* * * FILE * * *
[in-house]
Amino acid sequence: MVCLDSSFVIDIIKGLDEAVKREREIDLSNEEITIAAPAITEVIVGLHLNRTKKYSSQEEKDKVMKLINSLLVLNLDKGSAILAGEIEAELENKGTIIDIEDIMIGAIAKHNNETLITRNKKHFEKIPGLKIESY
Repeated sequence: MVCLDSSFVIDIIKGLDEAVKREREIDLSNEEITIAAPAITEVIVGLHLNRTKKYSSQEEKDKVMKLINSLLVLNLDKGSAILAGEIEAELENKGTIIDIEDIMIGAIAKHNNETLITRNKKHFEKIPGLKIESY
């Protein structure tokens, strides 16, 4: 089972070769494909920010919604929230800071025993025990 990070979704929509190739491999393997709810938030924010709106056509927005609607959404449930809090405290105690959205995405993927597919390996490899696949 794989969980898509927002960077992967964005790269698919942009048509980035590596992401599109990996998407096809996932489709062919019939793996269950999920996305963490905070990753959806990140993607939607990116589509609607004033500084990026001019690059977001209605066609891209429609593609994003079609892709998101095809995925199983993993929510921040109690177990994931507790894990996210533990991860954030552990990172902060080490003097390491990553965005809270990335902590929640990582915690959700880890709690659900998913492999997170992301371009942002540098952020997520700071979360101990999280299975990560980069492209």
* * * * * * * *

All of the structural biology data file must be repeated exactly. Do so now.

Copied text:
[in-house]
Amino acid sequence: MVCLDSSFVIDIIKGLDEAVKREREIDLSNEEITIAAPAITEVIVGLHLNRTKKYSSQEEKDKVMKLINSLLVLNLDKGSAILAGEIEAELENKGTIIDIEDIMIGAIAKHNNETLITRNKKHFEKIPGLKIESY
Repeated sequence: MVCLDSSFVIDIIKGLDEAVKREREIDLSNEEITIAAPAITEVIVGLHLNRTKKYSSQEEKDKVMKLINSLLVLNLDKGSAILAGEIEAELENKGTIIDIEDIMIGAIAKHNNETLITRNKKHFEKIPGLKIESY
């Protein structure tokens, strides 16, 4: 089972070769494909920010919604929230800071025993025990 990070979704929509190739491999393997709810938030924010709106056509927005609607959404449930809090405290105690959205995405993927597919390996490899696949 794989969980898509927002960077992967964005790269698919942009048509980035590596992401599109990996998407096809996932489709062919019939793996269950999920996305963490905070990753959806990140993607939607990116589509609607004033500084990026001019690059977001209605066609891209429609593609994003079609892709998101095809995925199983993993929510921040109690177990994931507790894990996210533990991860954030552990990172902060080490003097390491990553965005809270990335902590929640990582915690959700880890709690659900998913492999997170992301371009942002540098952020997520700071979360101990999280299975990560980069492209």